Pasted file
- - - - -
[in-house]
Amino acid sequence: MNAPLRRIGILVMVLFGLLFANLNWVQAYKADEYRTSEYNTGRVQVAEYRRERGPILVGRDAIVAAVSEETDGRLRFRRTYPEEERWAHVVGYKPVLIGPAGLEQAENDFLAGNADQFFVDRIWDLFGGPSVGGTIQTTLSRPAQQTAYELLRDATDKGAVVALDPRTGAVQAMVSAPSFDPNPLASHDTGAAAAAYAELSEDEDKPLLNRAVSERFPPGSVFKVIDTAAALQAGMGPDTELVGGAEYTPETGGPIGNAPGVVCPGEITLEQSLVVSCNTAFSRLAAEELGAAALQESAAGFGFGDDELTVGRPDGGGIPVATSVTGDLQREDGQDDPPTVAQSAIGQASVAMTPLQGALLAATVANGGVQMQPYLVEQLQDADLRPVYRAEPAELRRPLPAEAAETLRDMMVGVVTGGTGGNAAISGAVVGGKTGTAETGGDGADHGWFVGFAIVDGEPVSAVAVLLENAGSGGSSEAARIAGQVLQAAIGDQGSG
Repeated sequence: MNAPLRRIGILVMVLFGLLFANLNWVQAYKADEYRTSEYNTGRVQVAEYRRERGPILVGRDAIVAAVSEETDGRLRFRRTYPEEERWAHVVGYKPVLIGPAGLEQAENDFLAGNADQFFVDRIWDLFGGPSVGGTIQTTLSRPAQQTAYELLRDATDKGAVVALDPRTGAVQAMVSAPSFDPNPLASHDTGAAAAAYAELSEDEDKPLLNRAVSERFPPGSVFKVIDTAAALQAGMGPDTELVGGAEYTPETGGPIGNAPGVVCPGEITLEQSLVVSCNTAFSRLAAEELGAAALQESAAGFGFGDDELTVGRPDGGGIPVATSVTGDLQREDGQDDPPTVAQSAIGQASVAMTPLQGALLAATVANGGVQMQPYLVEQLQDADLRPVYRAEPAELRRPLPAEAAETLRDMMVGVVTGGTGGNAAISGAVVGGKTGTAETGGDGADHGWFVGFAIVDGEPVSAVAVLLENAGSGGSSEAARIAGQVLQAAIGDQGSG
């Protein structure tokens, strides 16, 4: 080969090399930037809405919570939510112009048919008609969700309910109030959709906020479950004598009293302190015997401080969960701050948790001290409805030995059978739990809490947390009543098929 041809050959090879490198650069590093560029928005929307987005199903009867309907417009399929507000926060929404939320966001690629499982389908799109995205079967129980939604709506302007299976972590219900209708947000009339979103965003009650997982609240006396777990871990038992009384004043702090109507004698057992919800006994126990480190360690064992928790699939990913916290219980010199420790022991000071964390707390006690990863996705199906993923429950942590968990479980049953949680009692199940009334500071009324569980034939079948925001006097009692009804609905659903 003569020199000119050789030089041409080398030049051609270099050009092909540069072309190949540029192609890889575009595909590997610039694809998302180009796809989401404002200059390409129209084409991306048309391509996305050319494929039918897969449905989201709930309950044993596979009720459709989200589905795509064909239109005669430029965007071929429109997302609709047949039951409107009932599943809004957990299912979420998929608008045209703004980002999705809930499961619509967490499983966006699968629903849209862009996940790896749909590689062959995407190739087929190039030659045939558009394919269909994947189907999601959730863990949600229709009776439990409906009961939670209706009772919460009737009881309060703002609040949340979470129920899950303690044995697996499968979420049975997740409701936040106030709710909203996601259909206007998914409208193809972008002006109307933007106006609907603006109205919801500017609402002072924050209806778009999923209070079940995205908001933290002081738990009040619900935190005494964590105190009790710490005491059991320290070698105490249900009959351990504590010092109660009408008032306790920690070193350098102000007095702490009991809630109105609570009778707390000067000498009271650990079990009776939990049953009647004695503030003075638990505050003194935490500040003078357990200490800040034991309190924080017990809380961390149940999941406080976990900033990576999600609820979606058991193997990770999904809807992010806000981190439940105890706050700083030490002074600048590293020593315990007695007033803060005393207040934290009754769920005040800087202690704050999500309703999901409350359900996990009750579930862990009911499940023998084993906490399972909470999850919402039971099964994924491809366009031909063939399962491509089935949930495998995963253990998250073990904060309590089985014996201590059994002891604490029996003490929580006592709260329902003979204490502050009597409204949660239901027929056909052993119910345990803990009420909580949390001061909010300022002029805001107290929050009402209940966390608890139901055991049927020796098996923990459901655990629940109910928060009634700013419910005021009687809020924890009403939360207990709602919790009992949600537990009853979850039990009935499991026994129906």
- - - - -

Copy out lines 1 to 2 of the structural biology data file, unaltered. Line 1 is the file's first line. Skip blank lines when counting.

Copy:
[in-house]
Amino acid sequence: MNAPLRRIGILVMVLFGLLFANLNWVQAYKADEYRTSEYNTGRVQVAEYRRERGPILVGRDAIVAAVSEETDGRLRFRRTYPEEERWAHVVGYKPVLIGPAGLEQAENDFLAGNADQFFVDRIWDLFGGPSVGGTIQTTLSRPAQQTAYELLRDATDKGAVVALDPRTGAVQAMVSAPSFDPNPLASHDTGAAAAAYAELSEDEDKPLLNRAVSERFPPGSVFKVIDTAAALQAGMGPDTELVGGAEYTPETGGPIGNAPGVVCPGEITLEQSLVVSCNTAFSRLAAEELGAAALQESAAGFGFGDDELTVGRPDGGGIPVATSVTGDLQREDGQDDPPTVAQSAIGQASVAMTPLQGALLAATVANGGVQMQPYLVEQLQDADLRPVYRAEPAELRRPLPAEAAETLRDMMVGVVTGGTGGNAAISGAVVGGKTGTAETGGDGADHGWFVGFAIVDGEPVSAVAVLLENAGSGGSSEAARIAGQVLQAAIGDQGSG